Tips on porting Arduino libraries

Why do I need to port in the first place?

Arduino is many things but goal that is attempted with the project and not always accomplished is to abstract out the specific details of the Atmel microcontroller used on these boards. Abstracting out the microcontroller has a specific consequence of allowing a beginner to not have to dig in to the details of how the chip works to get a project up and running. It also has an unintended consequence of making the specific microcontroller that is used to implement a solution less relevant. Although the API (Application programmers Interface) for the Arduino is quite abstracted, some specific details within a library may not utilize these abstractions and talk directly to the chip. This can happen for several reasons. One, maybe there is no abstraction for the library writer to leverage. Two, it is difficult to use libraries within libraries in the Arduino environment (though work is on its way to resolve this). Three, there are some specific limitations of the Atmel chips that prevent “standard” C calls from being used, when this happens specific workarounds have been used. Four, C datatypes are not always consistent between compilers.

Porting Tips

When starting with a working Arduino library that you want to port to chipKIT you should have in mind the goal to keep it working on Arduino while adding chipKIT functionality. One way to do this is to make use of compiler preprocessor directives such as #ifdef to conditionally compiler for the currently selected target platform. There is detailed information on how to do this the Programming hints page.

Atmel Specific Code

When Atmel registers are used, as mentioned above, try to convert to abstractions. If this is not possible use #ifdef’s to switch between Arduino and chipKIT. For example:
#if defined(__AVR__)
    /* Atmel-specific code goes here */
#endif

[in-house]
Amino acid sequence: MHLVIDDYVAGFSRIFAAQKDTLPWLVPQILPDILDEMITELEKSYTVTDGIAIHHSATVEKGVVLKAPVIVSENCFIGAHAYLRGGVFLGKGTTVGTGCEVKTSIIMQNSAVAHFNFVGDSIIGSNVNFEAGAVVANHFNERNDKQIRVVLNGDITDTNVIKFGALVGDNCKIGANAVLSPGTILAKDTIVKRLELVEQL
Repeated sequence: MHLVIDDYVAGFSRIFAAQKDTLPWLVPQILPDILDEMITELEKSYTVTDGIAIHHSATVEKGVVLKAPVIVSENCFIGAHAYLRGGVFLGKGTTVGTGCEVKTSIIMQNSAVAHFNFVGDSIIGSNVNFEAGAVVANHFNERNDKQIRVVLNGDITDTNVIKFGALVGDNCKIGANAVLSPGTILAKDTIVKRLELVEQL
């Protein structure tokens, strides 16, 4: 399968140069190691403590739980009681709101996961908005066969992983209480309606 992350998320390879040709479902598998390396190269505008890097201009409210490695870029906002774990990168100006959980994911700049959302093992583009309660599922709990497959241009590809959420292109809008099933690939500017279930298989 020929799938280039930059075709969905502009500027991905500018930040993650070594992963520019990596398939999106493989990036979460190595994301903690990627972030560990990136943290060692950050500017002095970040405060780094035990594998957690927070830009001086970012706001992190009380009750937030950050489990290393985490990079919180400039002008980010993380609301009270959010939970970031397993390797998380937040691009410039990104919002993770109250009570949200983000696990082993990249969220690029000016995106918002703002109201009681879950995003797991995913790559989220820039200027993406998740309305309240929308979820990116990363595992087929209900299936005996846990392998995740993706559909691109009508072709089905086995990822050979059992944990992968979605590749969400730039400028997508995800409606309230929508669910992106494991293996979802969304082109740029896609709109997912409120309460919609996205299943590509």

#if defined(__PIC32MX__)
    /* chipKIT-specific code goes here */
#endif

Compiler Workarounds

The Atmel compiler uses some tricks for storing literal strings in program space that need to be converted to a standard C to work on chipKIT. Again, use of #ifdefs is a good way to do this. For example:
#if defined(__AVR__)
    /* Atmel-specific code goes here */
#else
    /* standard C code goes here */
#endif

C/C++ datatypes

The C/C++ programming language can be quite portable with a major exception. The size of a datatype in one compiler may not be the same a s datatype in another compiler. This is especially true when one complier is for an 8-bit architecture such as is used with Arduino Atmel chips and the other is a 32-bit architecture as is used in chipKIT PIC32 chips. For example, an int on a Atmel complier may be 16-bits and an int on a PIC32 may be 32-bits, so when an Atmel library is used on a PIC32 that relies on a int overflowing at a specific value the library will fail because of the larger storage type on the PIC32. One way to solve this problem is to use the stdint.h include that has types that call out a specific storage capacity such as the following: uint8_t, int8_t, uint16_t, int16_t, uint32_t, int32_t. Example needed.
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